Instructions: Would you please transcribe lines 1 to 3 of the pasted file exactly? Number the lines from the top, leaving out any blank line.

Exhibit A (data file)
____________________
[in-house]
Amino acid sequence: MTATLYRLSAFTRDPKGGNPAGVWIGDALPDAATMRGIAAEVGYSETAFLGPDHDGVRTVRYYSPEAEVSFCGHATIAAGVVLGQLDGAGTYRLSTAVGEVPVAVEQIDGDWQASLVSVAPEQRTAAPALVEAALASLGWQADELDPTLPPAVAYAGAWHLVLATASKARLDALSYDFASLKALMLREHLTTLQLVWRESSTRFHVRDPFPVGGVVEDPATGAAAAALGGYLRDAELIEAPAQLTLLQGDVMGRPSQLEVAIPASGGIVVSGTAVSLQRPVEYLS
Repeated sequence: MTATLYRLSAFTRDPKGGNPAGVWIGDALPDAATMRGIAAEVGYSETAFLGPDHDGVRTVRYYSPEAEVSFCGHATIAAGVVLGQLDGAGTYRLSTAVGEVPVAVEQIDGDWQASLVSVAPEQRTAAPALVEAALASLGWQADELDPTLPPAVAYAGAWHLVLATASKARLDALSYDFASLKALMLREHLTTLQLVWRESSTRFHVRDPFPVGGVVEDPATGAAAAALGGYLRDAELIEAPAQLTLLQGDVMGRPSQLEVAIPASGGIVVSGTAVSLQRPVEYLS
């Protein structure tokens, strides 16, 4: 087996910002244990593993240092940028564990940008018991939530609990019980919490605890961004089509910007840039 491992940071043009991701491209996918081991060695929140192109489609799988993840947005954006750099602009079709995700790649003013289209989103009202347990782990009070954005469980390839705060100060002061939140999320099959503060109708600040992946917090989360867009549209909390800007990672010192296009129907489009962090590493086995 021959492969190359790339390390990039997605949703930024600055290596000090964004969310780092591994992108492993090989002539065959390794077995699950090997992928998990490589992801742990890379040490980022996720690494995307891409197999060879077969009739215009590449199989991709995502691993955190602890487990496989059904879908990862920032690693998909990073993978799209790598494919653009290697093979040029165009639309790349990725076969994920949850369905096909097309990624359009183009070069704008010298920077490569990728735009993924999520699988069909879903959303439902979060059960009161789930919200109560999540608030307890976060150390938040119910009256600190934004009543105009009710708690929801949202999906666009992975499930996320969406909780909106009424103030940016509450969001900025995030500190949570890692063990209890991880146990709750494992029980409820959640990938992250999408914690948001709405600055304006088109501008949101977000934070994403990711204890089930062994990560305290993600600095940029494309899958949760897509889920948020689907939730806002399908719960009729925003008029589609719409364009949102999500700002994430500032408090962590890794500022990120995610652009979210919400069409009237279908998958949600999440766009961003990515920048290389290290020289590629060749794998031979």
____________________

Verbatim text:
[in-house]
Amino acid sequence: MTATLYRLSAFTRDPKGGNPAGVWIGDALPDAATMRGIAAEVGYSETAFLGPDHDGVRTVRYYSPEAEVSFCGHATIAAGVVLGQLDGAGTYRLSTAVGEVPVAVEQIDGDWQASLVSVAPEQRTAAPALVEAALASLGWQADELDPTLPPAVAYAGAWHLVLATASKARLDALSYDFASLKALMLREHLTTLQLVWRESSTRFHVRDPFPVGGVVEDPATGAAAAALGGYLRDAELIEAPAQLTLLQGDVMGRPSQLEVAIPASGGIVVSGTAVSLQRPVEYLS
Repeated sequence: MTATLYRLSAFTRDPKGGNPAGVWIGDALPDAATMRGIAAEVGYSETAFLGPDHDGVRTVRYYSPEAEVSFCGHATIAAGVVLGQLDGAGTYRLSTAVGEVPVAVEQIDGDWQASLVSVAPEQRTAAPALVEAALASLGWQADELDPTLPPAVAYAGAWHLVLATASKARLDALSYDFASLKALMLREHLTTLQLVWRESSTRFHVRDPFPVGGVVEDPATGAAAAALGGYLRDAELIEAPAQLTLLQGDVMGRPSQLEVAIPASGGIVVSGTAVSLQRPVEYLS